Myth: Speaking two languages to a child may cause a speech or language disorder.

Fact: If a bilingual child has a speech or language problem, it will show up in both languages. However, these problems are not caused by learning two languages. Bilingualism should almost never be used an explanation for speech or language disorder.

Myth: Learning two languages will confuse your child.​

Fact: Some bilingual children may mix grammar rules from time to time, or they might use words from both languages in the same sentence (i.e., “quiero mas juice” [I want more juice]). This is a normal part of bilingual language development and does not mean that your child is confused. Usually by age 4, children can separate the different languages but might still blend or mix both languages in the same sentence on occasion. They will ultimately learn to separate both languages correctly.

Myth: Children with speech or language processing disorders can have more difficulty learning a second language.​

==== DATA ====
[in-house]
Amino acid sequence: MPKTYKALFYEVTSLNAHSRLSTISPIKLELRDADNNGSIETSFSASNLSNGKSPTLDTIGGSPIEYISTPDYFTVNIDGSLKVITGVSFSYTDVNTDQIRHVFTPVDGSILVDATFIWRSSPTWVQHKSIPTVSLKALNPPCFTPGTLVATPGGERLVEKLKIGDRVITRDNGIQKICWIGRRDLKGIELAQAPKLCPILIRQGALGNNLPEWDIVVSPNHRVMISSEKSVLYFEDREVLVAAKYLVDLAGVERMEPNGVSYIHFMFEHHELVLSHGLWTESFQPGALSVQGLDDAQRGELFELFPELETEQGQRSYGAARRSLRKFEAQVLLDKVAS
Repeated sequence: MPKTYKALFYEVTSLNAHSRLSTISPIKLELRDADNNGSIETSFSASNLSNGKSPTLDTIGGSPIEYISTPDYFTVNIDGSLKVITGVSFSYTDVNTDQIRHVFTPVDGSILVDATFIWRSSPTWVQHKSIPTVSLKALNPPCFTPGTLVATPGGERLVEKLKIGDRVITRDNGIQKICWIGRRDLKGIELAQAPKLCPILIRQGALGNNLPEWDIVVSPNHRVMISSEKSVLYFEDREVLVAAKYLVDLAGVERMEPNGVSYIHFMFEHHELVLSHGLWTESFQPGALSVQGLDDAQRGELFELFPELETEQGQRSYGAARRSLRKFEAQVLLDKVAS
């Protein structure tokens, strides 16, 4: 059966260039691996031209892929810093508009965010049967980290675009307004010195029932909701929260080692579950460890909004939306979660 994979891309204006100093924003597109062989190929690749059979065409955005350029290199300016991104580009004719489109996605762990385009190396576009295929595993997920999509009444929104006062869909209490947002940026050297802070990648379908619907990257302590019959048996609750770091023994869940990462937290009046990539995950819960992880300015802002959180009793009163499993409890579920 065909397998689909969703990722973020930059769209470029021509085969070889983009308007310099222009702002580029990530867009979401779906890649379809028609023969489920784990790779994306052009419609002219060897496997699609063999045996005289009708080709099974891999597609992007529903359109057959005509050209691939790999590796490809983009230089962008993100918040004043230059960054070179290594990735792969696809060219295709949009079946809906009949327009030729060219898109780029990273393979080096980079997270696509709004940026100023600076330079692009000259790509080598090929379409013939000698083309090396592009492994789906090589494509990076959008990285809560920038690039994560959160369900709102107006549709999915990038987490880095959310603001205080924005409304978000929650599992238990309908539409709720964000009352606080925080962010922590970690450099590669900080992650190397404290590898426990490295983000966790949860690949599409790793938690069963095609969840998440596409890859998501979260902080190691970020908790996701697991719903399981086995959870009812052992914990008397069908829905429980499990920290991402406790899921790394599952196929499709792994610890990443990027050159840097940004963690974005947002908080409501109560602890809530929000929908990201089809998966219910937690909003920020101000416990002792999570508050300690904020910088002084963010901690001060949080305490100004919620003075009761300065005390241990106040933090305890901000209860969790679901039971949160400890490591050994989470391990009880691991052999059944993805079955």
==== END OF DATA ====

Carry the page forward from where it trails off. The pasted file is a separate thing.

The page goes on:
Fact: Children with speech and language disorders may have more difficulty learning a second language but research shows many can do so successfully.

Myth: Bilingual children will have academic problems once they start school.

Fact: The school setting that best suits bilingual children depends on the age of the child. Immersion in an English language-speaking classroom is the best approach for younger children, but is less effective for older students. For example, older kids in high school would be better served to get instruction in the language they know while they’re learning English. Research shows many academic advantages of being bilingual, including superior problem solving and multitasking skills, as well as increased cognitive flexibility.

Myth: If a child does not learn a second language when he or she is very young, he or she will never be fluent.​

Fact: Although the ideal language-learning window is during the first few years of life—the most rapid period of brain development—older children and adults can still become fluent in a second language.